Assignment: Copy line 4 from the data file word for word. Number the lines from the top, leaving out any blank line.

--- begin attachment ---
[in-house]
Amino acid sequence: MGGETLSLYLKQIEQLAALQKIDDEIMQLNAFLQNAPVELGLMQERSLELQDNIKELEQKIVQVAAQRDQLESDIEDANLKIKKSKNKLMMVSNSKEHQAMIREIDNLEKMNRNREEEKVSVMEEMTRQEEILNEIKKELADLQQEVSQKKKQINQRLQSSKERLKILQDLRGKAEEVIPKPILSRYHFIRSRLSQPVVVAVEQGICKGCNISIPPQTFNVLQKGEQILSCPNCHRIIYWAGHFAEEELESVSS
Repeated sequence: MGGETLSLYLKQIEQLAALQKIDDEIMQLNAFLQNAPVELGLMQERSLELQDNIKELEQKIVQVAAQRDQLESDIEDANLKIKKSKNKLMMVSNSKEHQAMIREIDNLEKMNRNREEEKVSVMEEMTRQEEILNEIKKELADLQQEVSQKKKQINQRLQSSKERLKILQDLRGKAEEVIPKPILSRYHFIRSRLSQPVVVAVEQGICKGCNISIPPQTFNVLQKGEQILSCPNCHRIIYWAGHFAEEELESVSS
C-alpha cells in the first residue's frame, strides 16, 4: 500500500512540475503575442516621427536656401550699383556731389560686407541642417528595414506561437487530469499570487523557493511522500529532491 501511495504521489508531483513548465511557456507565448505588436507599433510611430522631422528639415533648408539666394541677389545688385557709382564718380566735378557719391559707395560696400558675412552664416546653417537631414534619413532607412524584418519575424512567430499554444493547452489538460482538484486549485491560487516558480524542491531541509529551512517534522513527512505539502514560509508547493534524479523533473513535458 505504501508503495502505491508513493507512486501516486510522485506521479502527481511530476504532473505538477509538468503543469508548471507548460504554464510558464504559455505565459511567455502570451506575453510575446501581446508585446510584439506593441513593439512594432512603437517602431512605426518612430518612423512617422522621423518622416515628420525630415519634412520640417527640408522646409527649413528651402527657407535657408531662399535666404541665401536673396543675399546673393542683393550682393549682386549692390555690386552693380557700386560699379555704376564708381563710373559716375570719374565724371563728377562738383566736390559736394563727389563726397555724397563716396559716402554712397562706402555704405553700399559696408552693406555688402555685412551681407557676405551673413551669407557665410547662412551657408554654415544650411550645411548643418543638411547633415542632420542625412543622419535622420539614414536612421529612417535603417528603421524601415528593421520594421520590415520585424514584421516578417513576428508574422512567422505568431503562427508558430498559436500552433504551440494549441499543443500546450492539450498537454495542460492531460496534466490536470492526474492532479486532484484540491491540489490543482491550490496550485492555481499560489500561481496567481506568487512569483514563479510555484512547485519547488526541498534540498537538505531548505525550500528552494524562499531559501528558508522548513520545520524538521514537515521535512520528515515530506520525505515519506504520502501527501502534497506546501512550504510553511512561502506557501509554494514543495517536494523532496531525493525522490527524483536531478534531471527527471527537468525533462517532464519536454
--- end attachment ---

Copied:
C-alpha cells in the first residue's frame, strides 16, 4: 500500500512540475503575442516621427536656401550699383556731389560686407541642417528595414506561437487530469499570487523557493511522500529532491 501511495504521489508531483513548465511557456507565448505588436507599433510611430522631422528639415533648408539666394541677389545688385557709382564718380566735378557719391559707395560696400558675412552664416546653417537631414534619413532607412524584418519575424512567430499554444493547452489538460482538484486549485491560487516558480524542491531541509529551512517534522513527512505539502514560509508547493534524479523533473513535458 505504501508503495502505491508513493507512486501516486510522485506521479502527481511530476504532473505538477509538468503543469508548471507548460504554464510558464504559455505565459511567455502570451506575453510575446501581446508585446510584439506593441513593439512594432512603437517602431512605426518612430518612423512617422522621423518622416515628420525630415519634412520640417527640408522646409527649413528651402527657407535657408531662399535666404541665401536673396543675399546673393542683393550682393549682386549692390555690386552693380557700386560699379555704376564708381563710373559716375570719374565724371563728377562738383566736390559736394563727389563726397555724397563716396559716402554712397562706402555704405553700399559696408552693406555688402555685412551681407557676405551673413551669407557665410547662412551657408554654415544650411550645411548643418543638411547633415542632420542625412543622419535622420539614414536612421529612417535603417528603421524601415528593421520594421520590415520585424514584421516578417513576428508574422512567422505568431503562427508558430498559436500552433504551440494549441499543443500546450492539450498537454495542460492531460496534466490536470492526474492532479486532484484540491491540489490543482491550490496550485492555481499560489500561481496567481506568487512569483514563479510555484512547485519547488526541498534540498537538505531548505525550500528552494524562499531559501528558508522548513520545520524538521514537515521535512520528515515530506520525505515519506504520502501527501502534497506546501512550504510553511512561502506557501509554494514543495517536494523532496531525493525522490527524483536531478534531471527527471527537468525533462517532464519536454